Spring 2020 - ENGL 113W D900
Literature and Performance (3)
Class Number: 4429
Delivery Method: In Person
Introduces students to plays and performance works created and adapted for the stage, and/or the performative dimensions of other literary forms. May be organized historically, generically or thematically. The course may also explore the links between literary and performance theory. Includes attention to writing skills. Students with credit for ENGL 103W may not take this course for further credit. Writing/Breadth-Humanities.
A script is a copy of a play, a set of lines guiding actors through performance. This course provides you with several scripts. First, several important plays to read covering one hundred years of British drama provide an overview of important dramatic movements. Moreover, those plays are entertaining and challenging vehicles for the social gatherings – such as having guests for a meal, attending a public event, or throwing a birthday party – which also require scripts. What is at stake when scripts are enforced? Why is it funny or horrifying when they are violated? Third, the course provides scripts for students to read and write across university disciplines, by examining thesis statements, paragraph structure, introductions, and so on. The disorienting thing about university is that it can feel like everyone else knows the script, and you're an actor on stage trying to remember lines you were never given a copy of in the first place. Therefore, this course builds students’ ability to interpret university scripts (lectures, scholarly texts, and assignment instructions), and their performance of scripts (such as academic proposals or exams). Finally, this course’s ambition is to cultivate a critical self-awareness in each student so that they may create a script for their own learning.
COURSE-LEVEL EDUCATIONAL GOALS:
Students will learn to apply principles of rhetoric and critical analysis in response to selected dramatic readings. They will develop their writing skills through exploratory writing, academic argument, and critical analyses of dramatic literary texts.
A student who successfully completes the course will have reliably demonstrated the ability to:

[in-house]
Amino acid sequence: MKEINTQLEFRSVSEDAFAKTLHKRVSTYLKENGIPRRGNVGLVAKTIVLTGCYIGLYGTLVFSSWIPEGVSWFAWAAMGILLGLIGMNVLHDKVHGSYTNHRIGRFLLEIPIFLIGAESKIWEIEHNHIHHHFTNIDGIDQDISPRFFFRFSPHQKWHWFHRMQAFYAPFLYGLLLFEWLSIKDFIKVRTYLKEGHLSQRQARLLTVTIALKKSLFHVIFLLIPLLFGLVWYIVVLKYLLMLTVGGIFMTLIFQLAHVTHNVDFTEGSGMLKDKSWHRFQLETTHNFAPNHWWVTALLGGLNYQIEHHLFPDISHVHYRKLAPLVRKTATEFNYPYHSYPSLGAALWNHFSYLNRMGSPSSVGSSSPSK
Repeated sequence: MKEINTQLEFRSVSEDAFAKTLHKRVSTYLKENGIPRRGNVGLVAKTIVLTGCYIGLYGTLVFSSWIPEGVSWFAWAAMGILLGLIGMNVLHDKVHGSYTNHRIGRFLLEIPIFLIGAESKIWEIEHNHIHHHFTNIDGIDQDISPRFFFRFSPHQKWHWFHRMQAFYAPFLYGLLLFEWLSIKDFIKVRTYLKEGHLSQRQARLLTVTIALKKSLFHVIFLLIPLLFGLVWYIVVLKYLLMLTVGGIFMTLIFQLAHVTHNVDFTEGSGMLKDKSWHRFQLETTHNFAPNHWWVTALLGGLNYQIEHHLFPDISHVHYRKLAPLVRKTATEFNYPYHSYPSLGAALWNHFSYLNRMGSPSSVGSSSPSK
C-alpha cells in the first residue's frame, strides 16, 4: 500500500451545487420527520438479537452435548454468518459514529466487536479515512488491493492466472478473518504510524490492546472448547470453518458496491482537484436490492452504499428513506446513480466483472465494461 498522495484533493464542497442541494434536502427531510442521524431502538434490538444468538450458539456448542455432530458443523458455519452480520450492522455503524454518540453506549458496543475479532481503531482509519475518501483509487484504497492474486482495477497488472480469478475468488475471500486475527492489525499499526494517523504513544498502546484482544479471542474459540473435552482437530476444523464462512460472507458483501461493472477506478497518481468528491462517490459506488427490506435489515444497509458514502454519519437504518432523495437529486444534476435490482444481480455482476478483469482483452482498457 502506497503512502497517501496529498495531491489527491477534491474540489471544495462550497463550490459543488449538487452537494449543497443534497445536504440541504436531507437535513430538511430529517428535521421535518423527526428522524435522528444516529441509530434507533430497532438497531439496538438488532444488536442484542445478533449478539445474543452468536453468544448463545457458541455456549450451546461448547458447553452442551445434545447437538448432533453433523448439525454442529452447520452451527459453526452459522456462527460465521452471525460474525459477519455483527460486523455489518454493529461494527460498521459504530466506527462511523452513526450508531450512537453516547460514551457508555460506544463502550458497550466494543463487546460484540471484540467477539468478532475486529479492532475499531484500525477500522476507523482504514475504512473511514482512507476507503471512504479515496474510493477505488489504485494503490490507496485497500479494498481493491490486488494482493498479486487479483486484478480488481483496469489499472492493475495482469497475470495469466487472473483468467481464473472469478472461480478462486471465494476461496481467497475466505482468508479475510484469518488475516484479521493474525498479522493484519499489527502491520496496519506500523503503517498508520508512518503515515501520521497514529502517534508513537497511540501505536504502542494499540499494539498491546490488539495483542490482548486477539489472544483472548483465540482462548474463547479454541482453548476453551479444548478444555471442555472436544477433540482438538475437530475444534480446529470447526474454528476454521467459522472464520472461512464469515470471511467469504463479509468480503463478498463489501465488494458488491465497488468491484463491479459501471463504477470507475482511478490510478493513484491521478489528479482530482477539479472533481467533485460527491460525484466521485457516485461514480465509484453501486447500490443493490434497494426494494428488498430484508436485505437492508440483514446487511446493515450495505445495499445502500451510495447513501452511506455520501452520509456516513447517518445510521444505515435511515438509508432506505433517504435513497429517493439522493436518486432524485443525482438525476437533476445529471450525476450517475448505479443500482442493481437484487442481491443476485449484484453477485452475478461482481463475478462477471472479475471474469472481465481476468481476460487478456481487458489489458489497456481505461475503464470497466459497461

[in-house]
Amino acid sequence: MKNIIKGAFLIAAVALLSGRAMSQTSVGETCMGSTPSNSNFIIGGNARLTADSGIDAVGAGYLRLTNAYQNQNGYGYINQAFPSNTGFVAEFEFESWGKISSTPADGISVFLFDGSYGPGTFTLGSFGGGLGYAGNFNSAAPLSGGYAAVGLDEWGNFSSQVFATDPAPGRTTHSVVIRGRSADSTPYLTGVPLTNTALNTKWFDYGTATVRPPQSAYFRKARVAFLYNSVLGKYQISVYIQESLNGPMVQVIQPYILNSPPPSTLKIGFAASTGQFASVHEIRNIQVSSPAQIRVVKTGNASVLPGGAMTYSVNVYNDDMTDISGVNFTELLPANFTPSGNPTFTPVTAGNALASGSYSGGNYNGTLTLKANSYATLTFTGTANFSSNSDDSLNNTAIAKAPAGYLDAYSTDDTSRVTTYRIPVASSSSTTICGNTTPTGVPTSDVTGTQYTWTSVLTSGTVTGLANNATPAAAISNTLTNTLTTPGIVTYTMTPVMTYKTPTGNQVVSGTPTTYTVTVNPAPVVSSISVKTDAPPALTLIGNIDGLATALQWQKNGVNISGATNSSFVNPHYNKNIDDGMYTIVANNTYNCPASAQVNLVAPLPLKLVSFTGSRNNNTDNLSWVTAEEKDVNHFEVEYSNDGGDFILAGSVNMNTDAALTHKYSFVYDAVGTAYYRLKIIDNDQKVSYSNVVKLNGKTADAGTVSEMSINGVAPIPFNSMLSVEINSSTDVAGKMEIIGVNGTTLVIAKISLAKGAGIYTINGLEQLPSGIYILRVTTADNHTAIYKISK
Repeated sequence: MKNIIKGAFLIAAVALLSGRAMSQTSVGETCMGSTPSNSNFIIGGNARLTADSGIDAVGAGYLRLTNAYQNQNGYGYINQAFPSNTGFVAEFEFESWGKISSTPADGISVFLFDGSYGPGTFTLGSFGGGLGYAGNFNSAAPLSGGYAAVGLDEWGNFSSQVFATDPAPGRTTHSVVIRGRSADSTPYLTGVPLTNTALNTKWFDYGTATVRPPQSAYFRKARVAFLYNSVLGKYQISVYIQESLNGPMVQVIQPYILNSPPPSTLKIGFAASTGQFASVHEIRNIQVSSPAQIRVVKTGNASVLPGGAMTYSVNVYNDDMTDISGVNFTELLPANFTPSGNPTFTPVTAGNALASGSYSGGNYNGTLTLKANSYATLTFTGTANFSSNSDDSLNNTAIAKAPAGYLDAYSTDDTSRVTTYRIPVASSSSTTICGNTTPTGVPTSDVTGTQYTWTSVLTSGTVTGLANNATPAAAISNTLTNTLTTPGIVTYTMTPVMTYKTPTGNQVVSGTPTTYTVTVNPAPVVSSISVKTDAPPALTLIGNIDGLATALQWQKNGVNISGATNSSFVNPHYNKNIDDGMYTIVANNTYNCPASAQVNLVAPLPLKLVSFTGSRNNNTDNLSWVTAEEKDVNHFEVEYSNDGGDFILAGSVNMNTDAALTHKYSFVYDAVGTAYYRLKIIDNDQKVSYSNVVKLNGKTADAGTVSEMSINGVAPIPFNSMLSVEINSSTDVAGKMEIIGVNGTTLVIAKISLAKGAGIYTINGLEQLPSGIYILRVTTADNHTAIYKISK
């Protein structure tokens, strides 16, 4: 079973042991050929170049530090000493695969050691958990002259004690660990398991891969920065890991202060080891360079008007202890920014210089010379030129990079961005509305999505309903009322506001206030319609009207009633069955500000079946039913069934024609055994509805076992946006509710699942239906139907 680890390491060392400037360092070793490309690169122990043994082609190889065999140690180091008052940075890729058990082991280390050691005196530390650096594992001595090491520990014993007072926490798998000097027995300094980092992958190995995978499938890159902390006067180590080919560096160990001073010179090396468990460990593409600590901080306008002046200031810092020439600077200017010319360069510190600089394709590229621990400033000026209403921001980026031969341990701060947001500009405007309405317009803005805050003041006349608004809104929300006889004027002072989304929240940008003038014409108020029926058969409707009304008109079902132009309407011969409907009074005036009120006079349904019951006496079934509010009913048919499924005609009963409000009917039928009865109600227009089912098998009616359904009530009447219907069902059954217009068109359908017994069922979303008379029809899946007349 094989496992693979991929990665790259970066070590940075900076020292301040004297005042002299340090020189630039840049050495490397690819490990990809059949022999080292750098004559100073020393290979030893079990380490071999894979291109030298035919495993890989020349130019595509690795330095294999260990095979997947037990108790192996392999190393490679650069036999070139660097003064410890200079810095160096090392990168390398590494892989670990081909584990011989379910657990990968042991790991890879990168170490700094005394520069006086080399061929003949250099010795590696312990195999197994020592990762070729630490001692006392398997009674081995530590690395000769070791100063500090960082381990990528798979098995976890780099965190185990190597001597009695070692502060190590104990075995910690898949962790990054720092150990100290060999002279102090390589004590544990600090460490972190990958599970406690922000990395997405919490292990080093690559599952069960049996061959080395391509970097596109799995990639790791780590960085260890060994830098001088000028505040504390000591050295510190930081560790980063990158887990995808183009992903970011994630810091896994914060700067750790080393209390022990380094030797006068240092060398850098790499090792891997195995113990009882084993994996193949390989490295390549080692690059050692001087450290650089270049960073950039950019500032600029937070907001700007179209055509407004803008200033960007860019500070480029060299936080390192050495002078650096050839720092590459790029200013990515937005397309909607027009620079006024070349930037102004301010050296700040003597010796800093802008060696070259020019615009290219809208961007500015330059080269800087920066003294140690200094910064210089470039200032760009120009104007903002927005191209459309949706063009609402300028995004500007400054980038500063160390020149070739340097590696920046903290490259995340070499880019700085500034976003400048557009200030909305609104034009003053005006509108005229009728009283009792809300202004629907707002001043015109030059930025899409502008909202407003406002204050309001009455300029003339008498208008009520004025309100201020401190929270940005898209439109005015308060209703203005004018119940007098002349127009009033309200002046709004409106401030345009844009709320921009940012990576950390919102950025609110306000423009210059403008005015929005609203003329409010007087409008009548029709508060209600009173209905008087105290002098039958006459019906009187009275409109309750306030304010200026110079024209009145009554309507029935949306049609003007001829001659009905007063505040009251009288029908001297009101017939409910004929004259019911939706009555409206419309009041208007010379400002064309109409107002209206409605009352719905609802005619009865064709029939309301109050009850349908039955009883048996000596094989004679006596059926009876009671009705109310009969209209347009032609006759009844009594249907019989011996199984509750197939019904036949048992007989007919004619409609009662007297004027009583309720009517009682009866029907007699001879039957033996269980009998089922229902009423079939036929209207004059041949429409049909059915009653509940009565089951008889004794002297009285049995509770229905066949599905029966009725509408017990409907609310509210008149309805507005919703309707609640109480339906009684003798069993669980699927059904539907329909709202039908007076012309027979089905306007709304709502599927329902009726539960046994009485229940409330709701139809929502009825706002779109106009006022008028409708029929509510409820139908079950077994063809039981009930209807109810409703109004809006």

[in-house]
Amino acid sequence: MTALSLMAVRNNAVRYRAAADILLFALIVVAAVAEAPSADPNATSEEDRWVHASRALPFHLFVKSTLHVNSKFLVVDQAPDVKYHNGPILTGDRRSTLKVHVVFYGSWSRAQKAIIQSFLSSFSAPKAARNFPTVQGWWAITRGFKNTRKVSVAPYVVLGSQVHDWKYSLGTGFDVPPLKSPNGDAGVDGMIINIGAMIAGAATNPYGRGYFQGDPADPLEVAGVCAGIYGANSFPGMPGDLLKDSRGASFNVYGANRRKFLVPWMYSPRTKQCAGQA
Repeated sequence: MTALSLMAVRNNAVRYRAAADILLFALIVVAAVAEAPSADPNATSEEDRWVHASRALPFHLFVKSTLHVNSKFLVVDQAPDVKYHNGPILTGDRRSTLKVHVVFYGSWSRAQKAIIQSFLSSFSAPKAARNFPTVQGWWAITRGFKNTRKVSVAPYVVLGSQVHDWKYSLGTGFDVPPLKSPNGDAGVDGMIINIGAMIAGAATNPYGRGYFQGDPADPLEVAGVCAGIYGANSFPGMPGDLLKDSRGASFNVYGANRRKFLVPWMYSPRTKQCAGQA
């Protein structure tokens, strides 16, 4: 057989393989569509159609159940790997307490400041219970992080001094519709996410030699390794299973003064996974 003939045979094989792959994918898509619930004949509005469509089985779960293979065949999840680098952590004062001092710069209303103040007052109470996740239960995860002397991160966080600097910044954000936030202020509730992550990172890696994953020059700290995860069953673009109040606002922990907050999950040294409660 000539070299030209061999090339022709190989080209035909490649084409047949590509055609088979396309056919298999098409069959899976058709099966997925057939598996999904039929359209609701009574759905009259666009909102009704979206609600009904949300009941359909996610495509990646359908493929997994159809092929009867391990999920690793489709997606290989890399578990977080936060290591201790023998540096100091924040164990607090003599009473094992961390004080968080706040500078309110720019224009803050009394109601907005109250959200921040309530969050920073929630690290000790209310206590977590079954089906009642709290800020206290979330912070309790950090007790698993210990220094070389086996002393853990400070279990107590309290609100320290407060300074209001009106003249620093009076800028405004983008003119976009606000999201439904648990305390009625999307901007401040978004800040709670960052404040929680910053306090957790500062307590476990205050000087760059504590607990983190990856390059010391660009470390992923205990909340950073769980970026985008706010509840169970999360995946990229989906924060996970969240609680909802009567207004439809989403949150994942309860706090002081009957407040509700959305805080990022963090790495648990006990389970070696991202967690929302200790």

Utilize a university-level writing process that employs pre-writing, drafting, and revising strategies
Plan, analyze, revise, and edit writing in response to instructor feedback
Generate, organize, and synthesize ideas
Apply principles of unity, coherence, and emphasis in academic writing
Write essays responsive to audience, purpose, and occasion
Observe the grammatical and stylistic conventions of Standard Written English
Produce academic writing that asserts and defends a clear thesis
Make an academic argument
Integrate source material purposefully and effectively, using appropriately documented textual evidence to support generalizations
Analyze, and interpret, and respond critically to literature through close reading
Evaluate relevance, purpose, and effectiveness of different approaches to literature
- Participation and Engagement 10%
- Quiz on Close Reading 10%
- Short Essay (250-300 words) 15%
- Proposal for Final Essay (2 pages) 10%
- Final Essay (1500 words) 20%
- Final Exam 25%
- Revisions of Short Essay (300-350 words) 10%
Tutorials will be held the first week of classes.
Oscar Wilde - The Importance of Being Earnest (Dover)
Bernard Shaw - Pygmalion (Dover)
Harold Pinter - The Birthday Party (Faber & Faber)
Caryl Churchill - Top Girls (Methuen)
John Osborne - Look Back in Anger (Faber and Faber)
Department Undergraduate Notes:
IMPORTANT NOTE Re 300 and 400 level courses: 75% of spaces in 300 level English courses, and 100% of spaces in 400 level English courses, are reserved for declared English Major, Minor, Extended Minor, Joint Major, and Honours students only, until open enrollment begins.
For all On-Campus Courses, please note the following:
- To receive credit for the course, students must complete all requirements.
- Tutorials/Seminars WILL be held the first week of classes.
- When choosing your schedule, remember to check "Show lab/tutorial sections" to see all Lecture/Seminar/Tutorial times required.
SFU’s Academic Integrity web site http://www.sfu.ca/students/academicintegrity.html is filled with information on what is meant by academic dishonesty, where you can find resources to help with your studies and the consequences of cheating. Check out the site for more information and videos that help explain the issues in plain English.
Each student is responsible for his or her conduct as it affects the University community. Academic dishonesty, in whatever form, is ultimately destructive of the values of the University. Furthermore, it is unfair and discouraging to the majority of students who pursue their studies honestly. Scholarly integrity is required of all members of the University. http://www.sfu.ca/policies/gazette/student/s10-01.html
ACADEMIC INTEGRITY: YOUR WORK, YOUR SUCCESS